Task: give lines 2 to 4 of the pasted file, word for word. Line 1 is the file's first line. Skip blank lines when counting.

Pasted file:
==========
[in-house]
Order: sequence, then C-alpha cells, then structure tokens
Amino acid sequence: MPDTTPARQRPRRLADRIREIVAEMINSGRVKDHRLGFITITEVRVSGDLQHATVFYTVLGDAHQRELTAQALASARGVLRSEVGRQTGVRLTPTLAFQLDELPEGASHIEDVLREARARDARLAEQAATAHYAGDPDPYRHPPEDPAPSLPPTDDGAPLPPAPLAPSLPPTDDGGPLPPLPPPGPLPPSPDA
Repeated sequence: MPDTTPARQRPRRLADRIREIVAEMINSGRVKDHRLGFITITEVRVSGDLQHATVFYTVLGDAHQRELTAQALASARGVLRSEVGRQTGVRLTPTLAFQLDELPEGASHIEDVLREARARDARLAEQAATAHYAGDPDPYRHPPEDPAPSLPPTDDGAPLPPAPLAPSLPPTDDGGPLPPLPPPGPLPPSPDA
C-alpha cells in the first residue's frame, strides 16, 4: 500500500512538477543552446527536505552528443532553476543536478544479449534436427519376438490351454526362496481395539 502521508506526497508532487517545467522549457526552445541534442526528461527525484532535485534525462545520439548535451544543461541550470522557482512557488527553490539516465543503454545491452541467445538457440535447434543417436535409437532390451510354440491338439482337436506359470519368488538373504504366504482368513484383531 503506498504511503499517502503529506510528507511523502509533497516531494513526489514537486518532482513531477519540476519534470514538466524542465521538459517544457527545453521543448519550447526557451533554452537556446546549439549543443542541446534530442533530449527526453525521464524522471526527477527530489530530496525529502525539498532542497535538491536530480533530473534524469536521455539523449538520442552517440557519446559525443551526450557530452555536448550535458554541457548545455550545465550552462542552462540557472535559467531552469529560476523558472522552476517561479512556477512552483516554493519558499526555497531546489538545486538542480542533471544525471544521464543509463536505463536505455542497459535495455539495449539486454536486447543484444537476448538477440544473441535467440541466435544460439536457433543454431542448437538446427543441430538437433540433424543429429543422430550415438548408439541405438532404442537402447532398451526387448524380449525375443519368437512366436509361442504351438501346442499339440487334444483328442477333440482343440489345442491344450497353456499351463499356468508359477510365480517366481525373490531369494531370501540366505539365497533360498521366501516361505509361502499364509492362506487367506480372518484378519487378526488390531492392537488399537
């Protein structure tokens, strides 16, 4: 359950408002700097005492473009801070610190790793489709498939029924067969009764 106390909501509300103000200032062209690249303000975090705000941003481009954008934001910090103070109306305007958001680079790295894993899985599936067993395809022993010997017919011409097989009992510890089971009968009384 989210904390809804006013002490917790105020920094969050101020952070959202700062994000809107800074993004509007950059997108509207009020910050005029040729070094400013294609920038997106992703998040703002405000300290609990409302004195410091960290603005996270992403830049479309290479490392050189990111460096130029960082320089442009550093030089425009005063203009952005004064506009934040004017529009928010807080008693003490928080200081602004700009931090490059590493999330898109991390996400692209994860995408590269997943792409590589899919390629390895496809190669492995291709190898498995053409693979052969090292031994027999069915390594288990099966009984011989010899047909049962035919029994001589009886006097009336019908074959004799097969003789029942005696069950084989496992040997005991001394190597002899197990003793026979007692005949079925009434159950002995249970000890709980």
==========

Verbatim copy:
Order: sequence, then C-alpha cells, then structure tokens
Amino acid sequence: MPDTTPARQRPRRLADRIREIVAEMINSGRVKDHRLGFITITEVRVSGDLQHATVFYTVLGDAHQRELTAQALASARGVLRSEVGRQTGVRLTPTLAFQLDELPEGASHIEDVLREARARDARLAEQAATAHYAGDPDPYRHPPEDPAPSLPPTDDGAPLPPAPLAPSLPPTDDGGPLPPLPPPGPLPPSPDA
Repeated sequence: MPDTTPARQRPRRLADRIREIVAEMINSGRVKDHRLGFITITEVRVSGDLQHATVFYTVLGDAHQRELTAQALASARGVLRSEVGRQTGVRLTPTLAFQLDELPEGASHIEDVLREARARDARLAEQAATAHYAGDPDPYRHPPEDPAPSLPPTDDGAPLPPAPLAPSLPPTDDGGPLPPLPPPGPLPPSPDA